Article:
The McCardells' operation would become one of about 15 self-contained tank systems used to raise fish for food in Maryland. One such system on the Eastern Shore had raised as much as 350,000 pounds of fish in one year.

The McCardells planned to produce tilapia, a hardy food species that has been hailed as a potential cornerstone of aquaculture.

In an arrangement similar to the "vertically integrated" system used in the poultry industry, the deal called for Burdette to supply small "stocker" fish, along with feed and oxygen, and then pay the McCardells by the pound for fish grown to an average market size of a pound and a quarter.

It would be among the first tries at vertical integration in Maryland aquaculture -- an important juncture in the evolution of the industry.

The state began promoting Maryland aquaculture in 1988, hoping to emulate the success of catfish farming in Mississippi and other southern states.

Today, there are about 250 aquaculture businesses in Maryland, raising everything from oysters to plants and fish for ornamental ponds. Many, like the McCardells, are small start-up businesses.

To launch their business, the McCardells secured financing from a private bank, but they also needed money from the state's aquaculture loan program.

State loan officers were reluc- tant to invest in aquaculture ventures, which typically involved people, like the McCardells, with little or no experience in an infant industry.

"We just didn't think, from a credit standpoint, it was something we should be doing," said A. P. Ramsey Crosby, who was then director of the Maryland Industrial Development Financing Authority (MIDFA). "The authority really had to be pushed to do these [aquaculture loans]."

Only nine loans have been approved since the program was established in 1990. A third of them, representing more than $500,000, have been written off as potentially uncollectible, officials said.

MIDFA loan officers questioned whether the McCardells had enough working capital and collateral.

According to state records, they also questioned whether Burdette's company, which had previously received a state loan but had been slow to pay it back, had the financial means to hold up his end of the deal with the McCardells.

In December 1996, MIDFA turned down the McCardells' loan application.

Burdette wrote to James D. Fielder, then deputy state secretary for economic development, criticizing the decision and asking, "Is not the whole purpose of this loan fund to help the individual get started in aquaculture?"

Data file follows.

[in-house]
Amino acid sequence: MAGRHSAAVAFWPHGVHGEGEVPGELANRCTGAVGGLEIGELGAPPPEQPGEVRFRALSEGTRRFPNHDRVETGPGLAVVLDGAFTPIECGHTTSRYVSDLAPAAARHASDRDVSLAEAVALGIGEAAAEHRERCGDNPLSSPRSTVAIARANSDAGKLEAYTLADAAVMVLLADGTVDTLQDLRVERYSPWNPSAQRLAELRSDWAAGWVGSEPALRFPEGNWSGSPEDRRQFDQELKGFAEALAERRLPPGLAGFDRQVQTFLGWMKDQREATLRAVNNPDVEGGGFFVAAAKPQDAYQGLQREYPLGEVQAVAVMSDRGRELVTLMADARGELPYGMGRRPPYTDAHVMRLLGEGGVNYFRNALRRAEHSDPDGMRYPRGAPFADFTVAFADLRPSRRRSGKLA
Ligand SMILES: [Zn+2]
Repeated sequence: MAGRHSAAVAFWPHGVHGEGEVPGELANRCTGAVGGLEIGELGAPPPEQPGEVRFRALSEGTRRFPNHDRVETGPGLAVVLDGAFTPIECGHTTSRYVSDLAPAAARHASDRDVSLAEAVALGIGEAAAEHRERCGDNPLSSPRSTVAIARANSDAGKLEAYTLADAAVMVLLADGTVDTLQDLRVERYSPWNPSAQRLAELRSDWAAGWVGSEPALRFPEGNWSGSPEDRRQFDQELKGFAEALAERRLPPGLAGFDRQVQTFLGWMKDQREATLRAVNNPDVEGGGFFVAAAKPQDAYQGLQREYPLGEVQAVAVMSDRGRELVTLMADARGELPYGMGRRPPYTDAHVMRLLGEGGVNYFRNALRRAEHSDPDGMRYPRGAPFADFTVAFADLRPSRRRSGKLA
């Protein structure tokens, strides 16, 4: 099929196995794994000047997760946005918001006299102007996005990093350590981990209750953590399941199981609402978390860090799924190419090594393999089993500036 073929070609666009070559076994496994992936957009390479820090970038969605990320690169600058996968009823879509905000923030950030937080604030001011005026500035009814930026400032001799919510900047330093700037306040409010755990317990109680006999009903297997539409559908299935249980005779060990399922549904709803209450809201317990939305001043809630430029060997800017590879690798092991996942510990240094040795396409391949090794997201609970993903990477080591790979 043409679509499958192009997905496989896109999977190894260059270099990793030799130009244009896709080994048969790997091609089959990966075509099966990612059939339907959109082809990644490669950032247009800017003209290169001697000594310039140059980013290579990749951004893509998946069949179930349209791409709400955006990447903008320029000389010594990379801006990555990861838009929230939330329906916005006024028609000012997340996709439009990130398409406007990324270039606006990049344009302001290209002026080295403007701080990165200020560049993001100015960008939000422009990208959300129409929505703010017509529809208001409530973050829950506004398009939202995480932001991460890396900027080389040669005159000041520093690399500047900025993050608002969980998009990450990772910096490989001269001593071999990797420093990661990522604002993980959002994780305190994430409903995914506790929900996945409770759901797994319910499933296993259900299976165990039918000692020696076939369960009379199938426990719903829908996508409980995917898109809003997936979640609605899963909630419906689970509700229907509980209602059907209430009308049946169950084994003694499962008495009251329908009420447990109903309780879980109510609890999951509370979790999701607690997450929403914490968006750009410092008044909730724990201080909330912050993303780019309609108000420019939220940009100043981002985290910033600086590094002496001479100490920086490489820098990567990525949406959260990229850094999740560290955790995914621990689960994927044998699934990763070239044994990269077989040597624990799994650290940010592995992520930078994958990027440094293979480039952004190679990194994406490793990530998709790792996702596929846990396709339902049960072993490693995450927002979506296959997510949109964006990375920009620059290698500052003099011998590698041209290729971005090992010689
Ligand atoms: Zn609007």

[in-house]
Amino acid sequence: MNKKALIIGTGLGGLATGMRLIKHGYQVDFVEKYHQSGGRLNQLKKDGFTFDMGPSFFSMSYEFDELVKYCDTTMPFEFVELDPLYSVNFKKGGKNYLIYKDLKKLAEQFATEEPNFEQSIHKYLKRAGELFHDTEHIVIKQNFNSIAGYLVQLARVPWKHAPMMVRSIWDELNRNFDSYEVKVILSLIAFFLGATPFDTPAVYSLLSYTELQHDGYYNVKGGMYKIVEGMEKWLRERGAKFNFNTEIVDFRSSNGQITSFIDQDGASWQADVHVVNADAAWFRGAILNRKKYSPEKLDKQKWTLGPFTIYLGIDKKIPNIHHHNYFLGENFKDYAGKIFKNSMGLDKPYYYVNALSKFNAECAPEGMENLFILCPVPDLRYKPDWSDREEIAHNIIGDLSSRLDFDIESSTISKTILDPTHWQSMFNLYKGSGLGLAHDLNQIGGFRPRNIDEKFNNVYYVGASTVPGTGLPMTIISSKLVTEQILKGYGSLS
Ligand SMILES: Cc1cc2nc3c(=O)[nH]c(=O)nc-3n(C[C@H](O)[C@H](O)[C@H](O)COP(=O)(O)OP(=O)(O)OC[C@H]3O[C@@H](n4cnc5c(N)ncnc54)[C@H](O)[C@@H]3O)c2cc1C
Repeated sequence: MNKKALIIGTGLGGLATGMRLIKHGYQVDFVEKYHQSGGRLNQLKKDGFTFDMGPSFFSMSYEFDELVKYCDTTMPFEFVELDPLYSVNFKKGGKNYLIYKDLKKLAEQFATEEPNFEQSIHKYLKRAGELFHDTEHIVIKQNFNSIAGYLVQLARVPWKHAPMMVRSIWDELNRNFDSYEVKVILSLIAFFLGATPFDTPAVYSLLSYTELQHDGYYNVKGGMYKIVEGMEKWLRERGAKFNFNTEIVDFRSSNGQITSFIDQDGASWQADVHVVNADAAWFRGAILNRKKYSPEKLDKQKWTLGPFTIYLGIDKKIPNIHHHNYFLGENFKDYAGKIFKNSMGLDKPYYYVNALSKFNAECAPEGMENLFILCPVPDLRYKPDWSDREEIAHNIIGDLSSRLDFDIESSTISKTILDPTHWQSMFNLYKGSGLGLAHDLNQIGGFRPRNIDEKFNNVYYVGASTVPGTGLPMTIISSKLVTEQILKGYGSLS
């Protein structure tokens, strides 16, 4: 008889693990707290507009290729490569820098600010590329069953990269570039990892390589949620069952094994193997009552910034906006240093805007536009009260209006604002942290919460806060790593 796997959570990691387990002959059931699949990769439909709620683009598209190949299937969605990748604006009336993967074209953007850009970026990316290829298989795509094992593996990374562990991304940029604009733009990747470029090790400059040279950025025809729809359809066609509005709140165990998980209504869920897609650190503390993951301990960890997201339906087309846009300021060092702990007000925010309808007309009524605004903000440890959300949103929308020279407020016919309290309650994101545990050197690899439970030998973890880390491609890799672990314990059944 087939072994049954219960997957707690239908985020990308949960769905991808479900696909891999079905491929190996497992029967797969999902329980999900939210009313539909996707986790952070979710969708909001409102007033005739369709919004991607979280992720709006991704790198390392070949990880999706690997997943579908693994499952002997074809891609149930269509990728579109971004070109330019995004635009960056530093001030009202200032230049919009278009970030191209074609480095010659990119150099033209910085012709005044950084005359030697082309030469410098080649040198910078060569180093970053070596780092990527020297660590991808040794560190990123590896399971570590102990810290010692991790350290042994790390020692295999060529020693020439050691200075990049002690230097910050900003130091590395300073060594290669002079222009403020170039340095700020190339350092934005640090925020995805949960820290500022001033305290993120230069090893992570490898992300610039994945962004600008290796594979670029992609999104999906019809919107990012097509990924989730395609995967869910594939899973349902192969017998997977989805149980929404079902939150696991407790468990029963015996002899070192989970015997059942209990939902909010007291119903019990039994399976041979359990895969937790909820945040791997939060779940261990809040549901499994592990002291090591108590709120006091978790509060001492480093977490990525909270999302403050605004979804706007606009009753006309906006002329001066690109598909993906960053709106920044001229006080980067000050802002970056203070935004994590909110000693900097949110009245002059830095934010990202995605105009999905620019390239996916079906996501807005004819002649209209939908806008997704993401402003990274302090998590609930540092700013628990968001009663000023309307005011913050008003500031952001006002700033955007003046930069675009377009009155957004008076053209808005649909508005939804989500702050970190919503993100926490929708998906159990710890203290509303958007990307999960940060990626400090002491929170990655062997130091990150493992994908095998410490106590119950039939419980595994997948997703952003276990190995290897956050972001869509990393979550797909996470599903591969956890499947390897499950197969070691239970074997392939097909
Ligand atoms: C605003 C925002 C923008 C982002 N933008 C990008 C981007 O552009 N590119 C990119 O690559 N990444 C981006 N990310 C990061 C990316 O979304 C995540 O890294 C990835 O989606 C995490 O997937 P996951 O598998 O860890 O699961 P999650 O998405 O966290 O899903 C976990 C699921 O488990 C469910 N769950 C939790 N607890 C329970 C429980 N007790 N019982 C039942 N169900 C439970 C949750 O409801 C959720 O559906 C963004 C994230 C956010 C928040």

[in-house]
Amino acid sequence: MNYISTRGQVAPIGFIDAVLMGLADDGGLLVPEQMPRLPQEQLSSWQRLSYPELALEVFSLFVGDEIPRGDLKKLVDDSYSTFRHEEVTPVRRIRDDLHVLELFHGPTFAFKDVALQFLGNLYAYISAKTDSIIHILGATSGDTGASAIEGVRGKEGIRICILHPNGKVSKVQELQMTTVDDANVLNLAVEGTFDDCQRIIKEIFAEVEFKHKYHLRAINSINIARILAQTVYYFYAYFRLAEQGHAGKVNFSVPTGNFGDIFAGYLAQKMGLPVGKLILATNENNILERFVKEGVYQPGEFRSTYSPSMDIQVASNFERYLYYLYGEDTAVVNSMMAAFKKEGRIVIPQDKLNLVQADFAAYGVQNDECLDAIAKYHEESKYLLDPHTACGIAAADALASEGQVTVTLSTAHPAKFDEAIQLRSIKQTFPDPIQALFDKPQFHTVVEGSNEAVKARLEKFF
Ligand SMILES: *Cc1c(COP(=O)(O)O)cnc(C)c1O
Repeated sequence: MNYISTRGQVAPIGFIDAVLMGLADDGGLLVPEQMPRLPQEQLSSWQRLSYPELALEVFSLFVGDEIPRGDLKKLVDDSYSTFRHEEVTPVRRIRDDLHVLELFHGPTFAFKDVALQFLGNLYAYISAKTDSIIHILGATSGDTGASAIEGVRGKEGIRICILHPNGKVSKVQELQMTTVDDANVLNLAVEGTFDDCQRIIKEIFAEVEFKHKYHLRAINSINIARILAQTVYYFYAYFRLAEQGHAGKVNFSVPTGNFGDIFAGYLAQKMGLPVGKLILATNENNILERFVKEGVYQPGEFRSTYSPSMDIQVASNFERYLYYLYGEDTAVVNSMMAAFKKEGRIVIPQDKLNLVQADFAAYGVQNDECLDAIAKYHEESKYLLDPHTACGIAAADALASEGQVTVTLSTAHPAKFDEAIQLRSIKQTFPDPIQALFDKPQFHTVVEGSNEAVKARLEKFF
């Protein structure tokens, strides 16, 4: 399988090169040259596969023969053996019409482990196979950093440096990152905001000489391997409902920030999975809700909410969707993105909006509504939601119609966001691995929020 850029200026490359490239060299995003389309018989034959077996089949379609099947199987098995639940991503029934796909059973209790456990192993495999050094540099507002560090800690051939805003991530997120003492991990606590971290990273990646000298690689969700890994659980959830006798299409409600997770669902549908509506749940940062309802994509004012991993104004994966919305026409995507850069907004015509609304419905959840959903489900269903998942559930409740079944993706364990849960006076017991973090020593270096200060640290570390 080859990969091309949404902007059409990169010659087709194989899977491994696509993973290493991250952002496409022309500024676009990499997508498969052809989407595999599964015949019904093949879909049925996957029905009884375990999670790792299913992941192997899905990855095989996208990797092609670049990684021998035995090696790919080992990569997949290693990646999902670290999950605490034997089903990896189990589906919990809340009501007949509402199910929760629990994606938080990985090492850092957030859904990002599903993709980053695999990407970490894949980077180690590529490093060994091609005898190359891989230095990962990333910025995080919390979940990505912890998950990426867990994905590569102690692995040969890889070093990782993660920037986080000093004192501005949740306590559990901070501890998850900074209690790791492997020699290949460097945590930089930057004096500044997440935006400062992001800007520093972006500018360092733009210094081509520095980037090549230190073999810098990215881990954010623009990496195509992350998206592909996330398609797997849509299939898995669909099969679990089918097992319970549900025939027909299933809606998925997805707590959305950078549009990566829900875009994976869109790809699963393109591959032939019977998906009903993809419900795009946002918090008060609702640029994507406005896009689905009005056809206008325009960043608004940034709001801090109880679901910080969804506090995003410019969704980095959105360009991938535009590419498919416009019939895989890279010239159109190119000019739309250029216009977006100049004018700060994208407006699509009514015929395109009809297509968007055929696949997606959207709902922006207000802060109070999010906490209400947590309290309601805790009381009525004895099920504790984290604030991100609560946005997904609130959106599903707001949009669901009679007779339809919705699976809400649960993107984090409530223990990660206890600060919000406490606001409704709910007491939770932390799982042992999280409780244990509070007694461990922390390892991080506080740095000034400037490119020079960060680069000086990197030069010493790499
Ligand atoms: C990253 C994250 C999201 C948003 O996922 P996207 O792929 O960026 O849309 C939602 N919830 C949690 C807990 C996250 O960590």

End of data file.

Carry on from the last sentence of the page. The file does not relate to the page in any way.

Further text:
Robert C. Brennan, an assistant secretary for the Department of Business and Economic Development, said, "He looked at us as stumbling blocks to getting his deal done."

But committee members, Brennan said, weren't swayed by Burdette's position as head of the aquaculture advisory committee. "I don't think we looked at it as any undue pressure."

Agriculture officials also weighed in, reminding economic development officials that the fund was established to make loans that private banks ordinarily would not.

"That is the very reason the aquaculture loan program was established as a 'stopgap' measure to fill this void and to provide a degree of comfort to private lenders," wrote then-Agriculture Secretary Lewis R. Riley.

Meanwhile, Brennan said, economic development officials repeatedly counseled the McCardells about the tremendous gamble they would be taking as they pledged their house and Donna McCardell's parents' home and property as collateral.

But, he said, "They were rabid about getting their fish farm in."

In March 1997, the $250,000, low-interest state loan was approved.

The McCardells also invested their own money. In addition to the property pledged against the loans, Donna McCardell said, she and her husband put in $20,000 in cash and her father put in $118,000.

Shortly after the first fish arrived in May 1998, they began to develop lesions. By last fall, hundreds were dying each day. In all, the McCardells said, about 35,000 fish died.

In late June, just days before closing their business, Scott McCardell held a dead tilapia with a nickel-sized hole in its side. "That's how most fish have left the facility," he said.

After learning of problems at the McCardells' farm, Powers arranged for extensive testing. He said scientists determined the fish died from "opportunistic diseases" -- ailments that manifest themselves only in "stressed" fish.

"We all felt that if anyone could be successful in this industry, it was Donna McCardell," Powers wrote in a letter to a state delegate that outlined the family's financial plight.

In an interview, Powers added: "She was an extremely hard worker, very attentive to looking at details."

The McCardells complained that Burdette's company did not complete work on the system, failing to include all of the promised computers.

They expected to raise 200,000 pounds of tilapia a year and collect $17,000 a month in revenues, but fell far short.

But Burdette insists that his own system at Maryland Pride Farms in Aberdeen produces a comparable number of fish, made up of a mixture of stocker fish and larger fish.

And he said the vertical integration arrangement is further evidence of the confidence he has in his system.